Ride the Iron Ore Price With These Three Metals & Mining Stocks
This week, we use AAII’s A+ Investor Stock Grades to give you insights into three iron ore mining stocks benefiting from rising prices as stockpiles of this steelmaking ingredient decline. For investors focused on companies that supply one of the main ingredients for building the world’s infrastructure, iron ore mining stocks Cleveland-Cliffs Inc., Rio Tinto PLC and Vale SA may help build your portfolio.
V-Shaped Recovery for Steel Demand
Iron ore is one of the main ingredients used to produce steel. According to the U.S. Geological Survey (USGS), almost all iron ore (98%) is used in steelmaking. Iron ore is mined in nearly 50 countries, with the seven largest of these producing countries accounting for three-quarters of world production. Australia and Brazil are the two largest iron ore exporters (mostly to China), each with about one-third of total exports.
China is the largest importer and consumer of iron ore, so it is important to keep an eye on what is happening in this market. Weekly iron ore shipments from Australia have trended downward and there have been operational and safety issues limiting Brazil’s production and exports to China. These events have created a tight global supply-demand balance. As a result, iron ore prices have surged over the past few weeks in China as portside stockpiles have dropped to an eight-month low. Strong iron ore prices have carried over into global markets.
Iron ore is essential for the world’s iron and steel industries. Steel producers were negatively impacted by a freeze in consumption, economic shutdowns and disrupted supply chains during the coronavirus pandemic. However, the recovery in U.S. steel demand from pandemic lows exhibited a V-shaped recovery and steel prices entered 2021 at multi-year highs.
In addition, President Biden wants to spend billions on roads, bridges, airports, railways, sources of renewable energy, power grids and other major infrastructure projects and gained preliminary bipartisan support last week for his plans. If a large infrastructure spending bill passes, it would likely boost the sales and earnings for a variety of leading companies in the basic materials and industrials sectors.
Grading Iron Ore Mining Stocks With AAII’s A+ Stock Grades
When analyzing a company, it is useful to have an objective framework that allows you to compare companies in the same way. This is one reason why AAII created the A+ Stock Grades, which evaluate companies across five factors that have been shown to identify market-beating stocks in the long run: value, growth, momentum, earnings estimate revisions (and surprises) and quality.
Using AAII’s A+ Stock Grades, the following table summarizes the attractiveness of three metals & mining stocks — Cleveland-Cliffs, Rio Tinto and Vale — based on their fundamentals.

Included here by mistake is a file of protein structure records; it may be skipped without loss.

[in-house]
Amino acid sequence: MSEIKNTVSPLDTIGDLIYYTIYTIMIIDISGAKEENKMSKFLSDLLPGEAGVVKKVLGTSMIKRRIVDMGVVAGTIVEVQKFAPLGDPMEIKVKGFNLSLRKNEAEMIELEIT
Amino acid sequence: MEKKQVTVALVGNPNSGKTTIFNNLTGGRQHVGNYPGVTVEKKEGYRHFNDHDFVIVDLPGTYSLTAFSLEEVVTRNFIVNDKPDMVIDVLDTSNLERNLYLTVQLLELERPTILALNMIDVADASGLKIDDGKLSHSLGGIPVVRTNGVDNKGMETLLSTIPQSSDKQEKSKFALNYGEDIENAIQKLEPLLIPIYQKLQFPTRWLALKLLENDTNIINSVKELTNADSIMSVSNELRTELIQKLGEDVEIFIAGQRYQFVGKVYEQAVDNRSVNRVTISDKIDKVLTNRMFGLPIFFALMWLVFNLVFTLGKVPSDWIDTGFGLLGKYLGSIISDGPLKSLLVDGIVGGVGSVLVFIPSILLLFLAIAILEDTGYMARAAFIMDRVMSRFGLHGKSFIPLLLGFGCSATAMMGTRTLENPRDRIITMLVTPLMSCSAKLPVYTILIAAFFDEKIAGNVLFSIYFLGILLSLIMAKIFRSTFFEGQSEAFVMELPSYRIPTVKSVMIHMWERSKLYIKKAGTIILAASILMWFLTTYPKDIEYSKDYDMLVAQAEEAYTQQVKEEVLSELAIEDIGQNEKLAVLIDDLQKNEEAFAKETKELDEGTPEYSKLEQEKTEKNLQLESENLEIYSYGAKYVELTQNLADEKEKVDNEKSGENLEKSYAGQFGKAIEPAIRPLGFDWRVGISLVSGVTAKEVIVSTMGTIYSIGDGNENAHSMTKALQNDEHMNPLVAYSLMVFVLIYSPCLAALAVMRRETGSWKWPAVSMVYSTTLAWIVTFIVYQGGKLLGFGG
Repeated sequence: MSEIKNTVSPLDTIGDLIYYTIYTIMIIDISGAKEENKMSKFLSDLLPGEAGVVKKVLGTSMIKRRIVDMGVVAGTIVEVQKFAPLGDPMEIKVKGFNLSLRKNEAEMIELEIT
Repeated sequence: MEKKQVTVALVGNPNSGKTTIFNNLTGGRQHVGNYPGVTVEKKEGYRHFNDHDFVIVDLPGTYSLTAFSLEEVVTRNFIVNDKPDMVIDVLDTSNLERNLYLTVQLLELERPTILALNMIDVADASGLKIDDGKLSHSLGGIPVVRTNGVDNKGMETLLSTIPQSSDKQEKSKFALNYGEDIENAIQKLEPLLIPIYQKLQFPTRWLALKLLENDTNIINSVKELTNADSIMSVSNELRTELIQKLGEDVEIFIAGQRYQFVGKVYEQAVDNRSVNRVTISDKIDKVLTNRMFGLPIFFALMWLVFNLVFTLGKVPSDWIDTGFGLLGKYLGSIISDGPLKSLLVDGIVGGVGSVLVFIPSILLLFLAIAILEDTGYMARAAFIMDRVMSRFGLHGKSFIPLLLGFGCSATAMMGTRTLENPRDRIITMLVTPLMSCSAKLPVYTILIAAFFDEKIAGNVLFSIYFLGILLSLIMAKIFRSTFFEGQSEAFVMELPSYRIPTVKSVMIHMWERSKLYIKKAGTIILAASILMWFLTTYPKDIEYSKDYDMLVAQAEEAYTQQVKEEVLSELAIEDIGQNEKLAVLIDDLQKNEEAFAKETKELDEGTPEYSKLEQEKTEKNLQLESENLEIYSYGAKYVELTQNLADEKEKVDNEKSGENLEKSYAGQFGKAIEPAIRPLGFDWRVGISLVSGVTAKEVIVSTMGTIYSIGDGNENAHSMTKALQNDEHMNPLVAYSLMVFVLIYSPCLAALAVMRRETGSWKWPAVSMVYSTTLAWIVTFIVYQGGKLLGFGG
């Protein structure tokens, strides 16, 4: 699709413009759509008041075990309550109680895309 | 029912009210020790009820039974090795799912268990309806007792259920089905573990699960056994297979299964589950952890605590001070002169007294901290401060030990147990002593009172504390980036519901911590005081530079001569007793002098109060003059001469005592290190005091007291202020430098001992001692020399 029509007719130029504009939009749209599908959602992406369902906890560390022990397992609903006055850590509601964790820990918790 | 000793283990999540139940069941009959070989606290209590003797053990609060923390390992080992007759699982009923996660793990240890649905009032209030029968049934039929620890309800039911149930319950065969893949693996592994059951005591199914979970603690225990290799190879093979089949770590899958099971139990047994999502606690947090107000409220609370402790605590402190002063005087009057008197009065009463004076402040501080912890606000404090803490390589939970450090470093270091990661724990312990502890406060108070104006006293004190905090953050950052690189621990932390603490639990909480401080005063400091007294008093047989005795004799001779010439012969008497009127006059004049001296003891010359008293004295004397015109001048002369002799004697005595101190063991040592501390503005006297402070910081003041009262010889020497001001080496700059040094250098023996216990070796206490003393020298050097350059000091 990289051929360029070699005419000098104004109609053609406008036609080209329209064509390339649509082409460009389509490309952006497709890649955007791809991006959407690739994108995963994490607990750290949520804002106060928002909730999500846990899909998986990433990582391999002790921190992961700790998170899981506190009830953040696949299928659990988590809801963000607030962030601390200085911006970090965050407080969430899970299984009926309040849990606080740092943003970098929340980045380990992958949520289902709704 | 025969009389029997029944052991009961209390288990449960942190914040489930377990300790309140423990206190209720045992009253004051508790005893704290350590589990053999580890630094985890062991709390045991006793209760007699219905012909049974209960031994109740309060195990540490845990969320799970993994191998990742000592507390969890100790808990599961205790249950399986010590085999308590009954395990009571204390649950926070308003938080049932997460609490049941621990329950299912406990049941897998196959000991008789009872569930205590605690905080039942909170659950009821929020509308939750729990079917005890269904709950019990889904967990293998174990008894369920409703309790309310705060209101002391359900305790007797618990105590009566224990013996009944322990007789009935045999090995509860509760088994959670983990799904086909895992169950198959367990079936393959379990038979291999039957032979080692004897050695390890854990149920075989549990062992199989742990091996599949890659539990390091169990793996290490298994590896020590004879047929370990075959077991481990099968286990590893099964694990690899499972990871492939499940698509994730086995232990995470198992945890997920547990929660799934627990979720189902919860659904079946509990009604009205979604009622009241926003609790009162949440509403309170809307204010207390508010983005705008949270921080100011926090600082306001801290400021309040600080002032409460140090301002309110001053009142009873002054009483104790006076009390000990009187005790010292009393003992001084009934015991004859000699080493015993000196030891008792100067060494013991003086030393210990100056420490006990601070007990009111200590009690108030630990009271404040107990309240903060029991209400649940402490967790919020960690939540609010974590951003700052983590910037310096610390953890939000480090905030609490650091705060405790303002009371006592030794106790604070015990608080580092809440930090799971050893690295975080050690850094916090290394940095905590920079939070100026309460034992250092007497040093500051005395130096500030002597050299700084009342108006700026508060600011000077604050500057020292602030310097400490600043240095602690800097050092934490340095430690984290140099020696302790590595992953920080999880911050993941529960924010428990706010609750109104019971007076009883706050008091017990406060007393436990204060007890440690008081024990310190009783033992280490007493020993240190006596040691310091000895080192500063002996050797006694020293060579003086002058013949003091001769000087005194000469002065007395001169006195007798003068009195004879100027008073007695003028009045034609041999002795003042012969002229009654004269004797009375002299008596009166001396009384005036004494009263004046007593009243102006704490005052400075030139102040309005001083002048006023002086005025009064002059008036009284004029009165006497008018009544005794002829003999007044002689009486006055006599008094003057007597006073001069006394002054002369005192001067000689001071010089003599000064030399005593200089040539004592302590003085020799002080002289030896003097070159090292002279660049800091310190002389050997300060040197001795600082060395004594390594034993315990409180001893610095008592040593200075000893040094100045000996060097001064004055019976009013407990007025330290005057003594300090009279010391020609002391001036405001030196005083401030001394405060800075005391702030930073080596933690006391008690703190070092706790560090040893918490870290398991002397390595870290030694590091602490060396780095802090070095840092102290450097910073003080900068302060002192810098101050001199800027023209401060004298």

AAII’s A+ Stock Grade Summary for Three Iron Ore Mining Stocks
What the A+ Stock Grades Reveal
Cleveland-Cliffs (CLF) is a vertically integrated producer of iron ore and steel products. The company has upstream and downstream operations. It supplies both customized iron ore pellets and steel solutions. Cleveland-Cliffs is the largest flat-rolled steel company and the largest iron ore pellet producer in North America.
Its segments include steel and manufacturing and mining and pelletizing. Its steel and manufacturing segment is a producer of flat-rolled carbon, stainless and electrical steel products, primarily for the automotive, infrastructure and manufacturing and distributors and converters markets. The company’s steel and manufacturing segment includes subsidiaries that provide customer solutions with carbon and stainless-steel tubing products, engineered solutions, tool design and build, hot- and cold-stamped steel components and complex assemblies. Its mining and pelletizing segment is a supplier of iron ore pellets to the North American steel industry from its mines and pellet plants located in Michigan and Minnesota.
The company has significant exposure to harder-to-make steels and limited exposure to commodity steel products, such as hot-rolled coil. Since President Biden announced a tentative infrastructure deal, hot-rolled steel coil prices have more than tripled over the past year to reach an all-time high of over $1,800 per short ton this week.
Cleveland-Cliffs has a Value Grade of D, based on its score of 61, which is considered expensive. The company’s Value Score ranking is high across several traditional valuation metrics, with a score of 91 for shareholder yield, 69 for the price-to-book-value ratio and 61 for the enterprise-value-to-EBITDA (EV/EBITDA) ratio (remember, the lower the score the better for value). Successful stock investing involves buying low and selling high, so stock valuation is an important consideration for stock selection.
The Value Grade is the percentile rank of the average of the percentile ranks of the valuation metrics mentioned above along with the price-earnings ratio, price-to-sales ratio and price-to-free-cash-flow ratio.